Glenn Diesen: The NATO Cartel Uses Ukraine to Confront Russia – There is no other way to put it

Analysing the Geopolitics of the Ukrainian War

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publicerad 3 juni 2024
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Glenn Diesen
Glenn Diesen, Stockholm, May 2024

Glenn Diesen, a professor at the University of Southeastern Norway who specializes in Russian foreign policy, challenges the dominant narrative that the NATO Cartel’s actions are driven by a genuine desire to “help” Ukraine. Instead, he argues that these actions are part of a broader Western and geopolitical strategy aimed at countering Russia.

Diesen has written 11 books, most of them about the conflicting relationship between Russia and the West in terms of the inability to establish or develop a mutually acceptable security architecture after the Cold War.

Diesen was invited by The Dissident Club (Dissidentklubben, Rumble) in Stockholm to give a speech and attend a discussion panel with the geopolitical researcher Ola Tunander.

Spech-to-text and summary by NewsVoice.

Key Points

NATO’s Role and Narrative: Diesen asserts that NATO’s actions in Ukraine are frequently justified under the pretext of helping Ukraine. He argues that this narrative is misleading and serves as propaganda, suggesting that the true intention behind NATO’s involvement is to weaken Russia.

Historical Context: He emphasizes that from 1991 to 2014, polls consistently showed that only about 20% of Ukrainians supported joining NATO. Diesen argues that this contradicts the portrayal of Ukraine as eager to join NATO to escape Russian influence.

Consequences of NATO Expansion: Diesen highlights warnings from various Western officials, including a former CIA director and a British ambassador, who cautioned that pushing Ukraine towards NATO would provoke Russia and likely lead to conflict. He argues that these warnings were ignored in favor of a strategy that would escalate tensions with Russia.

The 2014 Regime Change: The professor discusses the 2014 Ukrainian coup, alleging it was orchestrated by the United States and lacked genuine support from the majority of Ukrainians. He argues that this regime change was a significant factor leading to the current conflict and was framed as helping Ukraine achieve democracy.

The Use of Nationalist Groups: Diesen contends that the U.S. relied on Ukrainian nationalist groups to combat pro-Russian elements in Donbas, resulting in significant internal strife and the deaths of thousands of Ukrainians. He views this as another example of how actions sold as “helping” Ukraine actually exacerbated the conflict.

American Influence in Ukrainian Governance: He details how the U.S. took control of key positions in the Ukrainian government, appointing American and foreign officials to critical roles. Diesen argues that this undermined Ukrainian sovereignty and was portrayed as helping Ukraine with governance.

Minsk Agreements: Diesen criticizes the undermining of the Minsk agreements, which were intended to bring peace but were not implemented as promised. He claims that Western leaders used this period to arm Ukraine, again under the guise of helping Ukraine.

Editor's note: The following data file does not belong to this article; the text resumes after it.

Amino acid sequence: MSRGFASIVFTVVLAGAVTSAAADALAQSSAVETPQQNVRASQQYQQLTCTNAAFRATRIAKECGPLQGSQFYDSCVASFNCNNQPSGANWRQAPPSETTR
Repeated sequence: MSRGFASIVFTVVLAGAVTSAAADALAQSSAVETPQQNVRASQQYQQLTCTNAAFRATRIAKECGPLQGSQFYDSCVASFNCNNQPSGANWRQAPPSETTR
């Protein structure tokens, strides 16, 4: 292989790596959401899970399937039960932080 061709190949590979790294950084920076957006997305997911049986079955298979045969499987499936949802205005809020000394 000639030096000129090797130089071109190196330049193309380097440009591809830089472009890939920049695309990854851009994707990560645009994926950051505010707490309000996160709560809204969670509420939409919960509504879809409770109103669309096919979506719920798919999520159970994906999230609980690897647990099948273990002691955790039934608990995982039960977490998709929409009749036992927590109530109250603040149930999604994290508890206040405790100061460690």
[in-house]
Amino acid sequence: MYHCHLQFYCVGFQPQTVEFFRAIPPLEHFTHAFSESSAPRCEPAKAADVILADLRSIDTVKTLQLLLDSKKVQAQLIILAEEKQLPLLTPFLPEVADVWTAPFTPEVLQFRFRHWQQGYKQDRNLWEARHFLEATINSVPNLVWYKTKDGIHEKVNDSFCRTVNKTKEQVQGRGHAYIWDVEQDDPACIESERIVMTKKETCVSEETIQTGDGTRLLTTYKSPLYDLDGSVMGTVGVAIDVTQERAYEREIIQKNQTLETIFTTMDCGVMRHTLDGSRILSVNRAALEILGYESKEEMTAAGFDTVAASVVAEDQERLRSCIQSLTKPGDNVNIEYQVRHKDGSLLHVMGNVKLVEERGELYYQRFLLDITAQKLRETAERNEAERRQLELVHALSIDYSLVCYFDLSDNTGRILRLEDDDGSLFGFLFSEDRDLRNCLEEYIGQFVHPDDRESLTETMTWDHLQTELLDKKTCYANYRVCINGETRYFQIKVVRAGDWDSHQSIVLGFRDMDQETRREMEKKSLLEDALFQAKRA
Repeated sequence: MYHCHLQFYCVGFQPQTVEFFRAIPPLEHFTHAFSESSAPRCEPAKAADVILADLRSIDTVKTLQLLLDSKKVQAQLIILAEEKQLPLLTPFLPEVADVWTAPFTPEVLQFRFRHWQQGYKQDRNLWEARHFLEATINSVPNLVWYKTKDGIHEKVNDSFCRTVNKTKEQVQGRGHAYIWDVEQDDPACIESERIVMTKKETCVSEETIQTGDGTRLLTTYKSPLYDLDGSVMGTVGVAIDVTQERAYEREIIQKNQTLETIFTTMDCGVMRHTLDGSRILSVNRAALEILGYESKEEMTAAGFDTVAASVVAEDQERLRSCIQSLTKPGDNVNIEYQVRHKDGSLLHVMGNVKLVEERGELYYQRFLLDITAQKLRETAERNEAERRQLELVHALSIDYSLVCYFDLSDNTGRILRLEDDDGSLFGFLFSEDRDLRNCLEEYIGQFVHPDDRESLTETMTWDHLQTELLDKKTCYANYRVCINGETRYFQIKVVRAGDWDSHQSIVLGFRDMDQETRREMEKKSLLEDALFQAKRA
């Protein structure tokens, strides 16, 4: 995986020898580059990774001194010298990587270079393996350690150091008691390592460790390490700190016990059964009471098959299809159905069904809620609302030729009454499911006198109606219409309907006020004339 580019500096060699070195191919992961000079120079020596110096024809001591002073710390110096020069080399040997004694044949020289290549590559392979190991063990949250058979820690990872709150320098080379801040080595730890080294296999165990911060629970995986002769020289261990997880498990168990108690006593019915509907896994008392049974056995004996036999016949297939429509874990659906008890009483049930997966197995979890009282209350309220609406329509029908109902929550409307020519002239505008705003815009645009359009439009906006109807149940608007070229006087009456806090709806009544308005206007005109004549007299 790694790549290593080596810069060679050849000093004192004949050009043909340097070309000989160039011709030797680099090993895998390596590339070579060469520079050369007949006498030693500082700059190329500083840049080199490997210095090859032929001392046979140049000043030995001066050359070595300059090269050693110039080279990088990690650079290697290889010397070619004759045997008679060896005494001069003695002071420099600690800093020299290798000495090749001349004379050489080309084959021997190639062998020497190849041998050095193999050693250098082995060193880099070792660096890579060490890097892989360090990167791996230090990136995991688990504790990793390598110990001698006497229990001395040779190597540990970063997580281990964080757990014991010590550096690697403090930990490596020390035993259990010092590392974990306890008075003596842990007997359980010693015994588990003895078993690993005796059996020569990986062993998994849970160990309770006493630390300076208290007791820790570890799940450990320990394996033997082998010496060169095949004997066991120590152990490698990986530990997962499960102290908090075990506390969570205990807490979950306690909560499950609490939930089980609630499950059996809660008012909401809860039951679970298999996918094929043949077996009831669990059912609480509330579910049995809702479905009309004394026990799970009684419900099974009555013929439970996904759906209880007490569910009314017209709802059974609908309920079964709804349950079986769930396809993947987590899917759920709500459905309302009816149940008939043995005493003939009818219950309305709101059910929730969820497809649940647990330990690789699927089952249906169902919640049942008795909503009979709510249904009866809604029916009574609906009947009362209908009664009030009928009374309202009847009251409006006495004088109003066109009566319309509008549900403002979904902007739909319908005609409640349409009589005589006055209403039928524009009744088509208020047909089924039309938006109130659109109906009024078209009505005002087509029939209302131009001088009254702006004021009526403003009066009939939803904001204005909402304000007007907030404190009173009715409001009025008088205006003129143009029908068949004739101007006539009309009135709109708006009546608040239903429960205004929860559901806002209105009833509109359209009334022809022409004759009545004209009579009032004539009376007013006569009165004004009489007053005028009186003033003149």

Negotiations and Escalation: He notes that early peace negotiations in 2022 were thwarted by the U.S. and the UK, which pressured Ukraine to continue the war. Diesen asserts that this decision was driven by a strategic desire to weaken Russia rather than a genuine effort to help Ukraine.

Proxy War Dynamics: Diesen concludes that the war in Ukraine is not about helping the Ukrainians but is part of a broader strategy to weaken Russia and focus on other geopolitical adversaries, particularly China.

The NATO Cartel Wants to “Help” Ukraine – Maybe not

Throughout his speech, Diesen repeatedly emphasizes that NATO’s actions, framed as efforts to “help” Ukraine, often serve more to escalate the conflict and advance Western geopolitical interests. He argues that NATO’s support for Ukraine is presented as altruistic but often leads to outcomes that contradict this purported goal.

“To help Ukraine as a concept is a very empty concept, and it can be filled with any content you want. And this is how propaganda often works, you come with a concept everyone agrees with, and then you fill it with a bunch of nonsense, which often contradicts this concept altogether.”

For instance, Diesen points to the NATO Cartel’s expansion as a critical factor in provoking Russia’s invasion. He argues that this expansion was justified in helping Ukraine join the free world, yet numerous polls show that the majority of Ukrainians did not desire NATO membership.

“NATO presents itself very much as a passive actor, merely responding to Ukraine’s desire to join NATO, to join the free world, and thereby escape this imperial clutches of Russia.

The problem is that there are no facts to back this up. We see every single poll, be it Ukrainian, Western, or Russian, from 1991 to 2014. Every single poll showed that nearly about 20% of Ukrainians wanted to join NATO.

Even after Russia took back Crimea in 2014, the Americans did another poll, and they found out there was still only a tiny minority of Ukrainians who wanted to join NATO. So, a bigger conflict would then be required.

Even NATO in 2011, had a document coming out where they complained that the main problem in relation between Ukraine and NATO was that the government and the people didn’t want to join. So this is why it’s a bit of a flawed argument.”

Joe Biden and Jens Stoltenberg (NATO). Handout by U.S. Department of Defense, Pentagon
Joe Biden and Jens Stoltenberg (NATO). Handout by U.S. Department of Defense, Pentagon

Diesen asserts that Western leaders were aware that pushing Ukraine towards the NATO Cartel would provoke Russia and lead to conflict, yet they pursued this path regardless.

“The current director of the CIA, which is William Burns, wrote a memo back in 2008 when he made the argument that if we try to get Ukraine into NATO, which they don’t want, but if we try to get them in, it will likely trigger a civil war and also a Russian invasion.